David Keesling: Tulsa’s Employment and Labor Law Attorney

Tulsa is considered a prime location in which to do business, due to its affordable housing and energy costs and low taxes. As a long-time employment attorney, David Keesling has enjoyed helping many businesses thrive and added a significant contribution to our city.

We understand, however, that keeping your business in compliance with the law can be hard, especially when it involves labor disputes, such as discrimination claims from employees with disabilities. These types of disagreements not only involve questions about local and state regulations but also about key federal laws – most notably the Americans with Disabilities Act. Experienced and proven legal counsel in these situations is key.

David Keesling, an experienced employment and labor law attorney has decades of experience dealing with the nuances of the Americans with Disabilities Act (ADA). We can provide in-house counsel on policies, help you draft business documents, or provide you with staunch representation in a legal dispute.

The Heart of the Americans with Disabilities Act

Throughout our years of experience working with local businesses, we’ve found that confusion over what the ADA actually requires is common. Understanding the intent of the law can go a long way toward preventing workplace conflicts and HR stress and keep you out of legal trouble.

The purpose of the ADA is to provide equal opportunity for qualified applicants who are good at their jobs, but need a little extra help due to a disability. It is not, as it is sometimes feared to be, an affirmative action law that requires businesses to choose a disabled applicant over a non-disabled applicant if he or she does not meet the qualifications. It is a law that attempts to ensure the talented individuals are not passed over because of a disability.

If, for example, a disabled and a non-disabled applicant both excel at their jobs and a qualify for a promotion, an employer may not pass over the disabled applicant because he is in a wheelchair and would require a special desk and a ramp into his new office. Although these special needs may require some small changes to the room or the purchase of some additional furniture, these are considered “reasonable accommodations” and cannot factor into an employers decision regarding which employee to promote.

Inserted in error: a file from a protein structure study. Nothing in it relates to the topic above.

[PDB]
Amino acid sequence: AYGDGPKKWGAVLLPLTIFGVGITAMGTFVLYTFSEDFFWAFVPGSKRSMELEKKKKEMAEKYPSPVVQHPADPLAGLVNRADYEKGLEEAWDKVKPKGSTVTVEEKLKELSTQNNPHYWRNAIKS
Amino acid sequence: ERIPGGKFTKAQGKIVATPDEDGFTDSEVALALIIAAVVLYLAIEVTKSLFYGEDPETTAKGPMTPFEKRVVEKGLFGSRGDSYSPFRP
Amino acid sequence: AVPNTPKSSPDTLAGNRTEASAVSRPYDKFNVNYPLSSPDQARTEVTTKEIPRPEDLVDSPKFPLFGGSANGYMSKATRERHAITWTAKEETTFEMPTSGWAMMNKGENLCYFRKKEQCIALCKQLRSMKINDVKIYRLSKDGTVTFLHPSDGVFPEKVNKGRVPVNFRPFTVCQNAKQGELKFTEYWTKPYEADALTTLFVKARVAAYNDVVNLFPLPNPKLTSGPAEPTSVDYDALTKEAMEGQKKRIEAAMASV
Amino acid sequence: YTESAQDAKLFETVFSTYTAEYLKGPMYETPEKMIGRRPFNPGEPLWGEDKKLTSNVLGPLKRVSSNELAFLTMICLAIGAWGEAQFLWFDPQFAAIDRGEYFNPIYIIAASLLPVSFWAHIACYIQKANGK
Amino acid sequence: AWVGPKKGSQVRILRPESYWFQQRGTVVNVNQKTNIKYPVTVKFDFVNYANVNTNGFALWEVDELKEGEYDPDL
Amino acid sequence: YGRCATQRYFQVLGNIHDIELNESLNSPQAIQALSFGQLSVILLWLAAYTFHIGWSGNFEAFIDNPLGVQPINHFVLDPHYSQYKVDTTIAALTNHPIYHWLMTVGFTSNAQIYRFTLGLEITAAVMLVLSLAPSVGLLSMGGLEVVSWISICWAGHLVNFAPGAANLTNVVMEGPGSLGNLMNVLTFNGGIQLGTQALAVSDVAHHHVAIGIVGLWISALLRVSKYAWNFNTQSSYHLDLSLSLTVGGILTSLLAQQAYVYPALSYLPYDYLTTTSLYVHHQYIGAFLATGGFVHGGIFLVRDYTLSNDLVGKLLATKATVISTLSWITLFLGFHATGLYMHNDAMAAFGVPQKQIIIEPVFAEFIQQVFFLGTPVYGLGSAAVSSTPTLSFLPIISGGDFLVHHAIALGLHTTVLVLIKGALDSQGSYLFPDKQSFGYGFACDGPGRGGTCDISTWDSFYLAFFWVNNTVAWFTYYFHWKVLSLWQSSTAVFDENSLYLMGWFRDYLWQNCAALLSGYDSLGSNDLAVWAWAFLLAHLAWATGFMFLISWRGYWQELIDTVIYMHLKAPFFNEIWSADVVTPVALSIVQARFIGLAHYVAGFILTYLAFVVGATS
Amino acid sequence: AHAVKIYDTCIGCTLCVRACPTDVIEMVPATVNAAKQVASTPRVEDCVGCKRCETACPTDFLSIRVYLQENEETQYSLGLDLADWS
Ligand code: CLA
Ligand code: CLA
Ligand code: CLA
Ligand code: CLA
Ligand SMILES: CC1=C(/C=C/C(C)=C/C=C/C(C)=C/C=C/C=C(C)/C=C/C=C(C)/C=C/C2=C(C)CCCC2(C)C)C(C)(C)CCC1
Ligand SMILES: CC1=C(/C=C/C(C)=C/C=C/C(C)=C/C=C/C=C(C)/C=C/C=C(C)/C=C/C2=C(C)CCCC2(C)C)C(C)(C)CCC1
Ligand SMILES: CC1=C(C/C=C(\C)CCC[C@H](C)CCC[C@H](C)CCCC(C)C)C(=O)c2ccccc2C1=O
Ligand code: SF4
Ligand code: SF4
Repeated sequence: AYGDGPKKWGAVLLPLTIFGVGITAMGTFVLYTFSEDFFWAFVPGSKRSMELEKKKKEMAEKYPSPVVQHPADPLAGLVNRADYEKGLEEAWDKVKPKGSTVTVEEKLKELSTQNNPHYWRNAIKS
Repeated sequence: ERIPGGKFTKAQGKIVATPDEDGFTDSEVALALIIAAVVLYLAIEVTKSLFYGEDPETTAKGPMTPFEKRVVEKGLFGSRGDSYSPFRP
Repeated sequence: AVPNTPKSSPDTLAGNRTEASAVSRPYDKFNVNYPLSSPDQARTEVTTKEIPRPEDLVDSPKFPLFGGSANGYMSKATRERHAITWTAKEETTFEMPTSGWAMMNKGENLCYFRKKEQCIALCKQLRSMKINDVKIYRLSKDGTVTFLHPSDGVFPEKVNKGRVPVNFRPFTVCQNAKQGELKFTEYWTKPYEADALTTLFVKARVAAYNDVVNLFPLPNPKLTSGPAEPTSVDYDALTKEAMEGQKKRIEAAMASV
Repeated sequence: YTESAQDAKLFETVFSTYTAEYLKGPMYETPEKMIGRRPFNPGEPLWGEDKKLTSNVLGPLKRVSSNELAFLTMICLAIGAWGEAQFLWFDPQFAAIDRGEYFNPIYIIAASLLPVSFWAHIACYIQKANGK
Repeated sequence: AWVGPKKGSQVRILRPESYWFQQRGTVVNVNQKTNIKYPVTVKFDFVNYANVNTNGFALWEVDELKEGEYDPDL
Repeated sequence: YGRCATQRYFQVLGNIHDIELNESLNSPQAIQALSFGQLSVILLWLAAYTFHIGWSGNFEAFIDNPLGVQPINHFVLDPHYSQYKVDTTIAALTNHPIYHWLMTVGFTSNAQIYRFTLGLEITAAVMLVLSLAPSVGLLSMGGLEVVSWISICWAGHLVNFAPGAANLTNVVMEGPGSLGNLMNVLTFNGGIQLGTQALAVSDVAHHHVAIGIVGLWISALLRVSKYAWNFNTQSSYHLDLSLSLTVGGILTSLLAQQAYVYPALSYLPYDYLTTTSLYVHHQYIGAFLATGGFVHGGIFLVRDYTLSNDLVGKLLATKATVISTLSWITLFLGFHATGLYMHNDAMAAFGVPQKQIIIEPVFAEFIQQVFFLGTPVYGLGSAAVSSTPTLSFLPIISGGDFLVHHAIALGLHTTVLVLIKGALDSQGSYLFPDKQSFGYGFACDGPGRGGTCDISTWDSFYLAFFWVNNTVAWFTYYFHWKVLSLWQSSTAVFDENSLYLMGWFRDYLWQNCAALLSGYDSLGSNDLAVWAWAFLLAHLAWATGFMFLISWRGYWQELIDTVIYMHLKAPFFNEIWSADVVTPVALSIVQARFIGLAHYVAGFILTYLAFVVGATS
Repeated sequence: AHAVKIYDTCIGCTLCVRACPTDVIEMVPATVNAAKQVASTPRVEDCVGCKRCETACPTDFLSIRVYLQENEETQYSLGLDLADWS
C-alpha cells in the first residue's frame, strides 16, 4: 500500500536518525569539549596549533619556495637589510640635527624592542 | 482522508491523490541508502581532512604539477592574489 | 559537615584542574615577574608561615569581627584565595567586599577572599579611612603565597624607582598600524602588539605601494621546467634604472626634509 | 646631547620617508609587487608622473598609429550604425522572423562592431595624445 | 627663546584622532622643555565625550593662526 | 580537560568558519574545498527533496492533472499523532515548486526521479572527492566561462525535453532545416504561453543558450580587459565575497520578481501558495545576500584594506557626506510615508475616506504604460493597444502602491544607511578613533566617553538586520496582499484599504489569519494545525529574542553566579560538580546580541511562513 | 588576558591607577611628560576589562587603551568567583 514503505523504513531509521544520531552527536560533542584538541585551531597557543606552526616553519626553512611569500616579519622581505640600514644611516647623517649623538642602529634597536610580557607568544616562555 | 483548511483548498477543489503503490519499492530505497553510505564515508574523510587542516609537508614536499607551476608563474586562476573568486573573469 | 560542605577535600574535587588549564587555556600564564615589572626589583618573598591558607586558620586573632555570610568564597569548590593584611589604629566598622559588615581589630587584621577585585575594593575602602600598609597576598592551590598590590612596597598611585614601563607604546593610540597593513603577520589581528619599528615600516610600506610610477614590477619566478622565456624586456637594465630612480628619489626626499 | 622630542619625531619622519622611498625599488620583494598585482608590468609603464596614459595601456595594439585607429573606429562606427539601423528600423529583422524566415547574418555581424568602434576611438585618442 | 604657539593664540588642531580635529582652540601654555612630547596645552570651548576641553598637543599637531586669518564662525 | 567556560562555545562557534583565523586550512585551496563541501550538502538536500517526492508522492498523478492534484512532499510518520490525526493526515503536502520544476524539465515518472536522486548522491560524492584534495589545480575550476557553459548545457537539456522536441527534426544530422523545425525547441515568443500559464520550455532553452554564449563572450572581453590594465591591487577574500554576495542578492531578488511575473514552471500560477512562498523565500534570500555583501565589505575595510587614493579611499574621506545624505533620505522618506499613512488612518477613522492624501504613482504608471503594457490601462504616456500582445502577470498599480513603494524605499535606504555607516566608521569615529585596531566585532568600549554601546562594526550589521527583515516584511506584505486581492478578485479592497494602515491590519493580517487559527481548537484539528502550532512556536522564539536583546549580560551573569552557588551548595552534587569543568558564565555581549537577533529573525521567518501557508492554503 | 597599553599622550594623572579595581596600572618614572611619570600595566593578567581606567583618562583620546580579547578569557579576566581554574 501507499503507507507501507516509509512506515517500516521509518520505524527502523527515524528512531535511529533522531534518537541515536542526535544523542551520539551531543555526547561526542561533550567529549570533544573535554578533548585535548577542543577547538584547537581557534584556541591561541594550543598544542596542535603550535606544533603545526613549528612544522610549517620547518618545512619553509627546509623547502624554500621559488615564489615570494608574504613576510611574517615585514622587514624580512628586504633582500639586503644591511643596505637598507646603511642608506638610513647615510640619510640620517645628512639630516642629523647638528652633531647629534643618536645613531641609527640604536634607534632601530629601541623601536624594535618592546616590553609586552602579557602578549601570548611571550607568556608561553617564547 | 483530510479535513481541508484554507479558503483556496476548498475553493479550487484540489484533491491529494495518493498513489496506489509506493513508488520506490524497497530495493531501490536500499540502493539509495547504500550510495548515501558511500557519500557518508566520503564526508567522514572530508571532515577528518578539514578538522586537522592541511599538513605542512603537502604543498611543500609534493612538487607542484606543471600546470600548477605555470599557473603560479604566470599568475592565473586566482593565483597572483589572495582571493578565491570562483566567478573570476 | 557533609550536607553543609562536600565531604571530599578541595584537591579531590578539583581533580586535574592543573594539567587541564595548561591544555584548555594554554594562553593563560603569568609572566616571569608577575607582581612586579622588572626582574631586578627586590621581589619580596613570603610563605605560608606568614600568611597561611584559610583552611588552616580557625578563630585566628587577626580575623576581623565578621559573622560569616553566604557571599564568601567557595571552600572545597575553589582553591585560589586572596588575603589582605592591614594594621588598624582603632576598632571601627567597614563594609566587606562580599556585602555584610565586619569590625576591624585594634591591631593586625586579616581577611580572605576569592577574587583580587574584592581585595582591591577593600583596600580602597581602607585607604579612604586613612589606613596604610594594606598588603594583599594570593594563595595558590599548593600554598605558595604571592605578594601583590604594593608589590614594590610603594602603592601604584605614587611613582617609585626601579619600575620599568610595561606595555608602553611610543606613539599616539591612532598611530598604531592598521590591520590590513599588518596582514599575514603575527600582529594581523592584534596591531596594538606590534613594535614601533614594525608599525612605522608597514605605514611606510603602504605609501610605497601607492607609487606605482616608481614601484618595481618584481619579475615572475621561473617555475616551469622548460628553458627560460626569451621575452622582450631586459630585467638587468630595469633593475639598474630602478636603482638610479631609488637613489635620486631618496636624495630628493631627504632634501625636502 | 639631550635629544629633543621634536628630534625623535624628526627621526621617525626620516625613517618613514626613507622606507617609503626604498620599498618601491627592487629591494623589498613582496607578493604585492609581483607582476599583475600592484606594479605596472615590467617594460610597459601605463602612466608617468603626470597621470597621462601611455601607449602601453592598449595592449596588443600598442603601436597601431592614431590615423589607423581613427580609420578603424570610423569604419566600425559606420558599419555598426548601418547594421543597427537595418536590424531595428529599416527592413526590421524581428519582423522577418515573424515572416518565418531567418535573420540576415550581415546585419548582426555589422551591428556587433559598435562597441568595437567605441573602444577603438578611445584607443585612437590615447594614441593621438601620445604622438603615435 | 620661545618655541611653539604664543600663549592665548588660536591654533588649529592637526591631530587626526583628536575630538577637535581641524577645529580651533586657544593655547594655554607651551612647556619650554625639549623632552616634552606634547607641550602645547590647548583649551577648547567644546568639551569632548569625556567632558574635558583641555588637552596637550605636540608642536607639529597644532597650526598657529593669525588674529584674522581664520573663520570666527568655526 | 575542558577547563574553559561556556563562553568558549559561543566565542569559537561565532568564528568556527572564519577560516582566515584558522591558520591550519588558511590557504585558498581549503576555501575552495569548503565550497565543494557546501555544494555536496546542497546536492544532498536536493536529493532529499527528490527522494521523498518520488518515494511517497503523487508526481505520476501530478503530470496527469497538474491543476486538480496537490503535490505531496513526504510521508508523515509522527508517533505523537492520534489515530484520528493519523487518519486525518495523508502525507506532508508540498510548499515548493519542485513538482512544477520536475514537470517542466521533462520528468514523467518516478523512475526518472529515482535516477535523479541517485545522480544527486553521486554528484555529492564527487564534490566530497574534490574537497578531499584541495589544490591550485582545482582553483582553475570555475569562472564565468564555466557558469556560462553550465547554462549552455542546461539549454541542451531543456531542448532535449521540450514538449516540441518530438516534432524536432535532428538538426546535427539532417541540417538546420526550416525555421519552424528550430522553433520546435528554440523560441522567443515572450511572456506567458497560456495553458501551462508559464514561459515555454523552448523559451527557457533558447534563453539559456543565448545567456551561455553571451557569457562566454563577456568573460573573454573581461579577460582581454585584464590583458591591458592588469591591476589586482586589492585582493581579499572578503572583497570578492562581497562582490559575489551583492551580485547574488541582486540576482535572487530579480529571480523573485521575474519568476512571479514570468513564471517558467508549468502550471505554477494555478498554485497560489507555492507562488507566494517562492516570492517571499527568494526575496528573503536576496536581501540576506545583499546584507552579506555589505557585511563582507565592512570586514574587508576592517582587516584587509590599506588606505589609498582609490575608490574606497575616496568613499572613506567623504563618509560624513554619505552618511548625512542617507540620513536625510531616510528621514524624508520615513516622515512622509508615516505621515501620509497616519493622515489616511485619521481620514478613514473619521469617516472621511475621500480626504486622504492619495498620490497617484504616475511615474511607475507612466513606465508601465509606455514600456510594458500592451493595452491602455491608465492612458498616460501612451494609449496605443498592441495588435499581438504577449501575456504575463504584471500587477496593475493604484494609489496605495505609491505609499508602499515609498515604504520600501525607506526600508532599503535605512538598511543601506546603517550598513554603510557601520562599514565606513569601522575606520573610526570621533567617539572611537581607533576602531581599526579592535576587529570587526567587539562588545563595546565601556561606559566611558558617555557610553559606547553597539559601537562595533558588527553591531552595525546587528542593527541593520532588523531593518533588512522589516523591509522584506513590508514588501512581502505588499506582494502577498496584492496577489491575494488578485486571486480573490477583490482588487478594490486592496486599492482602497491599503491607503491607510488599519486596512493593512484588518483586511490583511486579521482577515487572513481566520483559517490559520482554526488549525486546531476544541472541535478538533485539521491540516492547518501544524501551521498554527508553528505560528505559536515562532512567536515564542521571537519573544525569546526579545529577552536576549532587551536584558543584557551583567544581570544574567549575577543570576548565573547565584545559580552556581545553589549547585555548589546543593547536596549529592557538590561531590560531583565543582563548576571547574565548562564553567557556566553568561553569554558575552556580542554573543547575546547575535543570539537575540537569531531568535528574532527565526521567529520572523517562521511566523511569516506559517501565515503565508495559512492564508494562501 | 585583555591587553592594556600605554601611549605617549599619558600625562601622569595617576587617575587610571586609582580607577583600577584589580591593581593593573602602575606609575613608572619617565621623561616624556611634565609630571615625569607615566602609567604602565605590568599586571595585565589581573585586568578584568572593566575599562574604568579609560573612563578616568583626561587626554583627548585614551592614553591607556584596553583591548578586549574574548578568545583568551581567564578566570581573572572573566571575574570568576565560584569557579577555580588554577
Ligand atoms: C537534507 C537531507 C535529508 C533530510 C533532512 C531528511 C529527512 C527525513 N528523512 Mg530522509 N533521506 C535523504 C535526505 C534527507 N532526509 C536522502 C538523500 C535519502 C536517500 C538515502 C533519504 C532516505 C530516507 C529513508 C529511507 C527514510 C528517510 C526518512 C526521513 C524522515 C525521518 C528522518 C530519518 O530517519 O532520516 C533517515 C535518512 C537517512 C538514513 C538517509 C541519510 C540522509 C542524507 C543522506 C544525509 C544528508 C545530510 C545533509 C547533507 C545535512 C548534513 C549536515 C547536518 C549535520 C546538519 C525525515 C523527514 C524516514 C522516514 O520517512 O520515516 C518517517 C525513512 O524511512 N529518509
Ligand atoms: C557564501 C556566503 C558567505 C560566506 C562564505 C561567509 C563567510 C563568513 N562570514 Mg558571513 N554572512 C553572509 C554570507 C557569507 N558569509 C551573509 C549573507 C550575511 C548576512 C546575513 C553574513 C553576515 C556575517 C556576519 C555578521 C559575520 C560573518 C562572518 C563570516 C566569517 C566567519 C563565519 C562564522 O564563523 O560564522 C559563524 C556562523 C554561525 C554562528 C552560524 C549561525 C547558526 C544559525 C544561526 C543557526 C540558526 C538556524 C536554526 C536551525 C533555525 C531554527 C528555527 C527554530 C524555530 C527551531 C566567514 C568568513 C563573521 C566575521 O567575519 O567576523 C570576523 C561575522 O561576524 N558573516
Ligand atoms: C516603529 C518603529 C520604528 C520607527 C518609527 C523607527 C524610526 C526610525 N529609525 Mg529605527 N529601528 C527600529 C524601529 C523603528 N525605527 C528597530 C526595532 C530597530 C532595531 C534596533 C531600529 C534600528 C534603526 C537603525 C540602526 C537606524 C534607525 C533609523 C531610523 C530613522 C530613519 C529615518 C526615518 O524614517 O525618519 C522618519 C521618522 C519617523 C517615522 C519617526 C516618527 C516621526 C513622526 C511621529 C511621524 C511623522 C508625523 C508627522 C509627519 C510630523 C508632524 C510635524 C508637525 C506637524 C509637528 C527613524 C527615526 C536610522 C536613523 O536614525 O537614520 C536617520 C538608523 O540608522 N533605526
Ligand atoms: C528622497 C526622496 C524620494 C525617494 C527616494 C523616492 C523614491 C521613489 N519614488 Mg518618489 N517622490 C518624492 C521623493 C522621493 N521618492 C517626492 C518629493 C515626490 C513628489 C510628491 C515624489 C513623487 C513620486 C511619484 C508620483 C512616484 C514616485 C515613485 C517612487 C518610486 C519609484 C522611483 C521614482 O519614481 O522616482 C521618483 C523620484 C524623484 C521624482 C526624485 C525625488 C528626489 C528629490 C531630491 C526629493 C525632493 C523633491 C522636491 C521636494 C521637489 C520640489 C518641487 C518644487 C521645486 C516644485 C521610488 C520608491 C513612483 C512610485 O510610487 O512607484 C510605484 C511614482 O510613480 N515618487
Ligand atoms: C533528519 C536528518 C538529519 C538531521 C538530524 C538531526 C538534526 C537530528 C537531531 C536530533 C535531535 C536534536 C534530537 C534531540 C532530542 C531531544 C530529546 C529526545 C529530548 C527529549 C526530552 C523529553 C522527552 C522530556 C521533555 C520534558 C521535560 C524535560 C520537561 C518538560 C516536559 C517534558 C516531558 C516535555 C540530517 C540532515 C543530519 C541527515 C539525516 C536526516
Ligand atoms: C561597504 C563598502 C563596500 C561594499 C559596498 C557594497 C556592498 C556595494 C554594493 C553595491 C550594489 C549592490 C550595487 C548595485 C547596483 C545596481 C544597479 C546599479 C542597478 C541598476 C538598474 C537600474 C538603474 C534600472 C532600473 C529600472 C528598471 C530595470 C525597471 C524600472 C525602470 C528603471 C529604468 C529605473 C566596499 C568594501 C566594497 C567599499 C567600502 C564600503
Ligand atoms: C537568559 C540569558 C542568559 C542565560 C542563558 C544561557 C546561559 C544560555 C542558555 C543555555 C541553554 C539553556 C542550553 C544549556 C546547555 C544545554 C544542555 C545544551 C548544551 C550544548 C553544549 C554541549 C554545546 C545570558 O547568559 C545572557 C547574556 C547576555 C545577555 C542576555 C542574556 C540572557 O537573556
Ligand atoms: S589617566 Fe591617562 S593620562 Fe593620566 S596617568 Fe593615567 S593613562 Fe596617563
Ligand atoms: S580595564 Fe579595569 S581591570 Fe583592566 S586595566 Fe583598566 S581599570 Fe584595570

If, however, the disabled employee does not have the same skill set as the non-disabled employee or did not perform quite as well over the course of the last year, the ADA does not require the business to offer him the job. Such a decision in this case, would be made based purely on performance reviews and qualification, making the playing field level among all employees.

What Is “Discrimination?”

Disability discrimination, for the purposes of the ADA, include allowing a person’s disability or association with a disability to negatively factor into any employment practice, including the job advertising, recruitment, application or interview processes; hiring, firing and promotion decisions; and wage, benefits, tenure, and other forms of compensation or job perks.

For example, refusing to interview a deaf candidate, where such an individual could perform his or her job tasks with an assisted listening system, or passing over a candidate with Multiple Sclerosis for a promotion because you assume he may need more days off than a healthy candidate, are forms of discrimination.

Additionally, employers may not ask about past or current health conditions on an application or in an interview or require a medical examination prior to making a job offer. A business may ask about an individual’s abilities to perform certain key functions or tasks essential to the job, but must bear in mind that the applicant must be able to do tasks with reasonable accommodations, if necessary.